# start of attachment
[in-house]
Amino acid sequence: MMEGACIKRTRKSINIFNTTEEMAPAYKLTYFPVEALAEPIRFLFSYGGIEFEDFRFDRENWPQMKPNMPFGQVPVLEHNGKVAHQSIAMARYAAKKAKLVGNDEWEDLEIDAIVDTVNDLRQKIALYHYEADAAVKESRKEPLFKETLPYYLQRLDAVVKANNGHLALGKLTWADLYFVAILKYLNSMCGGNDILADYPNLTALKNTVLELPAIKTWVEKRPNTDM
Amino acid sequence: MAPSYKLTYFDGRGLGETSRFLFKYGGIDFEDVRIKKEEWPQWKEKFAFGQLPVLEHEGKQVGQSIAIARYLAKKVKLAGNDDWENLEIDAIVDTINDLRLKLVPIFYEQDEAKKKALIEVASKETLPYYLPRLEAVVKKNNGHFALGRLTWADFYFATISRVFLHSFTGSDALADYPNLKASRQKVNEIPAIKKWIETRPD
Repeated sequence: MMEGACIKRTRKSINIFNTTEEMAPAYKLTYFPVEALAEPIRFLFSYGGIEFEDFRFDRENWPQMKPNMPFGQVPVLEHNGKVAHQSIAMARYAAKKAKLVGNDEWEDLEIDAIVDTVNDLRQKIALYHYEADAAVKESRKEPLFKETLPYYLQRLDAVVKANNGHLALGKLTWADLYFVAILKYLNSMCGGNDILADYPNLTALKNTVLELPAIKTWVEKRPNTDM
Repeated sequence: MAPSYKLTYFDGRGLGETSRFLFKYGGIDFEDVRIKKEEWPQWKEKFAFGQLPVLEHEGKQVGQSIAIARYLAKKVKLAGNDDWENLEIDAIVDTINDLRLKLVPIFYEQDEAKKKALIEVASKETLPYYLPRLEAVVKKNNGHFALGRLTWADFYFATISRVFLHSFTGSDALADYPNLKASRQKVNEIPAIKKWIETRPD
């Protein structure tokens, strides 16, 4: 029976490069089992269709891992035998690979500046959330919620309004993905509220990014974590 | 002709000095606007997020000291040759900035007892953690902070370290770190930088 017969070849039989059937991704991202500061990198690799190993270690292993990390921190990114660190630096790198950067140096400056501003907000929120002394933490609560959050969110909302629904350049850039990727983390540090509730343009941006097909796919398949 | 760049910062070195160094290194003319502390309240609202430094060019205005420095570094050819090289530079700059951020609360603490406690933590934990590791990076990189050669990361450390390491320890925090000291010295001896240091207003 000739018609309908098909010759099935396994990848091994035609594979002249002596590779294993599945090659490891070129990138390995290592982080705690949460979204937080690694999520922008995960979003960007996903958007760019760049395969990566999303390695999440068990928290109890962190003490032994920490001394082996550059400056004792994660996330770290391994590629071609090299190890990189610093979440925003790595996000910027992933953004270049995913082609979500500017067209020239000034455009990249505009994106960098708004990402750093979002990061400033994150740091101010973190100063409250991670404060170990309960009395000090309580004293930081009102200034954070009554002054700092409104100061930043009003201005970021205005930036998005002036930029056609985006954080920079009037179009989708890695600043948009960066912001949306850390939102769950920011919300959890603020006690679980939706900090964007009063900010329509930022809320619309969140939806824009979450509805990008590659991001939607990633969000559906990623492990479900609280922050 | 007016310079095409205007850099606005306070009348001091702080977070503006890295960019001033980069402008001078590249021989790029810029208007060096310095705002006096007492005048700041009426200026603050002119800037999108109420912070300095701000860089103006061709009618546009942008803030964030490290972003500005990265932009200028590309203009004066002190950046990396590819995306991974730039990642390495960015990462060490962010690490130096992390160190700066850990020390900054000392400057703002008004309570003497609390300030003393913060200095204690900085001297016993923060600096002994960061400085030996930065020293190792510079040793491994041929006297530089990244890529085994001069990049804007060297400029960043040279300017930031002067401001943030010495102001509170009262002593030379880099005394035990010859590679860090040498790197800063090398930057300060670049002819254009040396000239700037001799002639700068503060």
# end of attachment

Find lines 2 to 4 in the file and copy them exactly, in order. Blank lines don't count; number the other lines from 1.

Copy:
Amino acid sequence: MMEGACIKRTRKSINIFNTTEEMAPAYKLTYFPVEALAEPIRFLFSYGGIEFEDFRFDRENWPQMKPNMPFGQVPVLEHNGKVAHQSIAMARYAAKKAKLVGNDEWEDLEIDAIVDTVNDLRQKIALYHYEADAAVKESRKEPLFKETLPYYLQRLDAVVKANNGHLALGKLTWADLYFVAILKYLNSMCGGNDILADYPNLTALKNTVLELPAIKTWVEKRPNTDM
Amino acid sequence: MAPSYKLTYFDGRGLGETSRFLFKYGGIDFEDVRIKKEEWPQWKEKFAFGQLPVLEHEGKQVGQSIAIARYLAKKVKLAGNDDWENLEIDAIVDTINDLRLKLVPIFYEQDEAKKKALIEVASKETLPYYLPRLEAVVKKNNGHFALGRLTWADFYFATISRVFLHSFTGSDALADYPNLKASRQKVNEIPAIKKWIETRPD
Repeated sequence: MMEGACIKRTRKSINIFNTTEEMAPAYKLTYFPVEALAEPIRFLFSYGGIEFEDFRFDRENWPQMKPNMPFGQVPVLEHNGKVAHQSIAMARYAAKKAKLVGNDEWEDLEIDAIVDTVNDLRQKIALYHYEADAAVKESRKEPLFKETLPYYLQRLDAVVKANNGHLALGKLTWADLYFVAILKYLNSMCGGNDILADYPNLTALKNTVLELPAIKTWVEKRPNTDM